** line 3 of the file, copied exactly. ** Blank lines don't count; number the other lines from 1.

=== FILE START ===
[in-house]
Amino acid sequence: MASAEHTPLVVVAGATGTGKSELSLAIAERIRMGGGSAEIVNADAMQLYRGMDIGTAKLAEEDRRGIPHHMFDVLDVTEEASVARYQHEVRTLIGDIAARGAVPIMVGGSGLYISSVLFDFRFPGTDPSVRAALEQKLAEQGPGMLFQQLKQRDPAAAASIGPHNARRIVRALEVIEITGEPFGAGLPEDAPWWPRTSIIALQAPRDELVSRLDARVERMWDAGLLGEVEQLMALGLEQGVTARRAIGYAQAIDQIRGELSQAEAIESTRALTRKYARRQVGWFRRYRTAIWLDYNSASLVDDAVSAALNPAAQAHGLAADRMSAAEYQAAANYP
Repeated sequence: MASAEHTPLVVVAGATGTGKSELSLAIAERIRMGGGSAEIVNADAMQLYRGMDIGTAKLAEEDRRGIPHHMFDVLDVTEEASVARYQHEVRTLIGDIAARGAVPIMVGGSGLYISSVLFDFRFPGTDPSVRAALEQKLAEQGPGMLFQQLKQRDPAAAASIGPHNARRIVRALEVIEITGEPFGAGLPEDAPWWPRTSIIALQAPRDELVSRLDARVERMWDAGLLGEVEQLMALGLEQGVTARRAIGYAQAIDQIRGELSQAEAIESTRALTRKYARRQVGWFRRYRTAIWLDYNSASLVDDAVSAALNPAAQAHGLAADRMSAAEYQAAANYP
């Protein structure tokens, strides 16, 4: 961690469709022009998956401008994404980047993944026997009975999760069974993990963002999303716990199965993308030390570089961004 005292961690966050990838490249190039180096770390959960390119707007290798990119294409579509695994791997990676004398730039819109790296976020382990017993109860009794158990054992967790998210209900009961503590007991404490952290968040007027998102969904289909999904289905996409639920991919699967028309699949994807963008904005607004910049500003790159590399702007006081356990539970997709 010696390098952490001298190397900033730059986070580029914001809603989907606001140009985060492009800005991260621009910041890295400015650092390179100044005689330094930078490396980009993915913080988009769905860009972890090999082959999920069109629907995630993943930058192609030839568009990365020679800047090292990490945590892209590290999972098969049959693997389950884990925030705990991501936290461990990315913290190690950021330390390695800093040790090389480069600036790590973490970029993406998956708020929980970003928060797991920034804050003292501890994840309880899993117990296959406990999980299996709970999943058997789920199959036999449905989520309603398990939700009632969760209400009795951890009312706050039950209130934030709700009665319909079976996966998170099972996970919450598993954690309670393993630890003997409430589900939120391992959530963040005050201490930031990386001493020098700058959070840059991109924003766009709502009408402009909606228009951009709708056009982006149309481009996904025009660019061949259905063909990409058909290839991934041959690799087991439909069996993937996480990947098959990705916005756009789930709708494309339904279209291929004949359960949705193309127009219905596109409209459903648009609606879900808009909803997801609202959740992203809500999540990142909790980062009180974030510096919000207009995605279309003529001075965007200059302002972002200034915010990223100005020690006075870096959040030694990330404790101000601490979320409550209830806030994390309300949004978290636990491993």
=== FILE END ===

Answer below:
Repeated sequence: MASAEHTPLVVVAGATGTGKSELSLAIAERIRMGGGSAEIVNADAMQLYRGMDIGTAKLAEEDRRGIPHHMFDVLDVTEEASVARYQHEVRTLIGDIAARGAVPIMVGGSGLYISSVLFDFRFPGTDPSVRAALEQKLAEQGPGMLFQQLKQRDPAAAASIGPHNARRIVRALEVIEITGEPFGAGLPEDAPWWPRTSIIALQAPRDELVSRLDARVERMWDAGLLGEVEQLMALGLEQGVTARRAIGYAQAIDQIRGELSQAEAIESTRALTRKYARRQVGWFRRYRTAIWLDYNSASLVDDAVSAALNPAAQAHGLAADRMSAAEYQAAANYP